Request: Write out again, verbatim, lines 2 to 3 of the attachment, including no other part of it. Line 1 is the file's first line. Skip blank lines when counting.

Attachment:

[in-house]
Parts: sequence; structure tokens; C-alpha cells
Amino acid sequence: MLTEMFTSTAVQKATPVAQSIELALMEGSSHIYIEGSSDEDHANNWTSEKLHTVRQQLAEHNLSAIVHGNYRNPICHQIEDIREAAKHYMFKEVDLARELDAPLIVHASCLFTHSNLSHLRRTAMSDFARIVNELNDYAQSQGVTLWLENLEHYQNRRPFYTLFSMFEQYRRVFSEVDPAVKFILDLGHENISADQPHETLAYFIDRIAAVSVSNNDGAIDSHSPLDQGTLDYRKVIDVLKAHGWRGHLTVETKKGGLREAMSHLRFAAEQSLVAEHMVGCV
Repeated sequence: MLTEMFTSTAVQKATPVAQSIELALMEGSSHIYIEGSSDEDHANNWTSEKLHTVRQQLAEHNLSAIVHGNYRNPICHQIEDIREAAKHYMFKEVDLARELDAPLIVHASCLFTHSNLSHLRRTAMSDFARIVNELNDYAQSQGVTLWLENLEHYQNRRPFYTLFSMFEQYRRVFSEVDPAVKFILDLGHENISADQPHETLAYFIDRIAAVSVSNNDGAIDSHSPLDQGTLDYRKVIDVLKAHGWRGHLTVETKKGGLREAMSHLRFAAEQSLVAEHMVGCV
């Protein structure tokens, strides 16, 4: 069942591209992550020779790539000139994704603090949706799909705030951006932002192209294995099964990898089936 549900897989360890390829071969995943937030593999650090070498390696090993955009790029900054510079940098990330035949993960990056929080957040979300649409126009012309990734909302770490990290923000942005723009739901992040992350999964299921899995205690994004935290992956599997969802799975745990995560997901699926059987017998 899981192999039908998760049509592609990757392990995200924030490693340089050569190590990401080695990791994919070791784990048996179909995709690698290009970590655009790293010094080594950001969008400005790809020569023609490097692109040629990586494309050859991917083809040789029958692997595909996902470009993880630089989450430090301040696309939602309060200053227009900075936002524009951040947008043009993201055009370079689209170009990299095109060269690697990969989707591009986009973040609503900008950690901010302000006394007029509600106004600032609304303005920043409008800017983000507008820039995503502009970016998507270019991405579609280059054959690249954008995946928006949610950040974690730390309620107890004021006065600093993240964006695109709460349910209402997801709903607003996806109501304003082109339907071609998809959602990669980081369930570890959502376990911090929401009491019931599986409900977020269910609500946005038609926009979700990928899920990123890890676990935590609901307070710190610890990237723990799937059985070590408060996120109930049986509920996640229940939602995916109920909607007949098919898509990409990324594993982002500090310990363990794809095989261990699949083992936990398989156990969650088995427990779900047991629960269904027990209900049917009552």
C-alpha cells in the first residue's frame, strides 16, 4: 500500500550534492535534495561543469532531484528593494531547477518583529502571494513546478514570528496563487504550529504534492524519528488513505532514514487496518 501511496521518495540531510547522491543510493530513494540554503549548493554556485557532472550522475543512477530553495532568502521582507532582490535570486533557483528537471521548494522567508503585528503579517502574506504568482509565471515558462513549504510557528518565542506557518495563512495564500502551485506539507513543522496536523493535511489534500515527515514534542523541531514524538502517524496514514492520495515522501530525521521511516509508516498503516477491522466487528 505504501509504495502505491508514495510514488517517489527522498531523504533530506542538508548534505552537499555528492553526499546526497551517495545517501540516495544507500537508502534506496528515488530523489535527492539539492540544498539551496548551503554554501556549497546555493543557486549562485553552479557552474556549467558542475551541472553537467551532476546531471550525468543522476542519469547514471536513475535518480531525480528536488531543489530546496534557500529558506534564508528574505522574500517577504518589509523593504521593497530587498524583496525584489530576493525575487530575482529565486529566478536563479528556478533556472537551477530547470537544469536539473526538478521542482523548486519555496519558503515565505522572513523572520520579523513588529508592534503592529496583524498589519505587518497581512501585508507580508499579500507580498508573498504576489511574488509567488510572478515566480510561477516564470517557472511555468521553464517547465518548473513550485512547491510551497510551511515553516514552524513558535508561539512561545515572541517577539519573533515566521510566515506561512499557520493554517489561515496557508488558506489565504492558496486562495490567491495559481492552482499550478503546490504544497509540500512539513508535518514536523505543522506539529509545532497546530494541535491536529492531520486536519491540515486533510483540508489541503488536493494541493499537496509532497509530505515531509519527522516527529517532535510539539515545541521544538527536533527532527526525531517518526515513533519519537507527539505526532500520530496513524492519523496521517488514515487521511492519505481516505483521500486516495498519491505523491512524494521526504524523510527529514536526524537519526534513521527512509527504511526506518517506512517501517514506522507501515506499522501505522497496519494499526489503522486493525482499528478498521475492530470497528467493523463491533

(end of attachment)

Parts: sequence; structure tokens; C-alpha cells
Amino acid sequence: MLTEMFTSTAVQKATPVAQSIELALMEGSSHIYIEGSSDEDHANNWTSEKLHTVRQQLAEHNLSAIVHGNYRNPICHQIEDIREAAKHYMFKEVDLARELDAPLIVHASCLFTHSNLSHLRRTAMSDFARIVNELNDYAQSQGVTLWLENLEHYQNRRPFYTLFSMFEQYRRVFSEVDPAVKFILDLGHENISADQPHETLAYFIDRIAAVSVSNNDGAIDSHSPLDQGTLDYRKVIDVLKAHGWRGHLTVETKKGGLREAMSHLRFAAEQSLVAEHMVGCV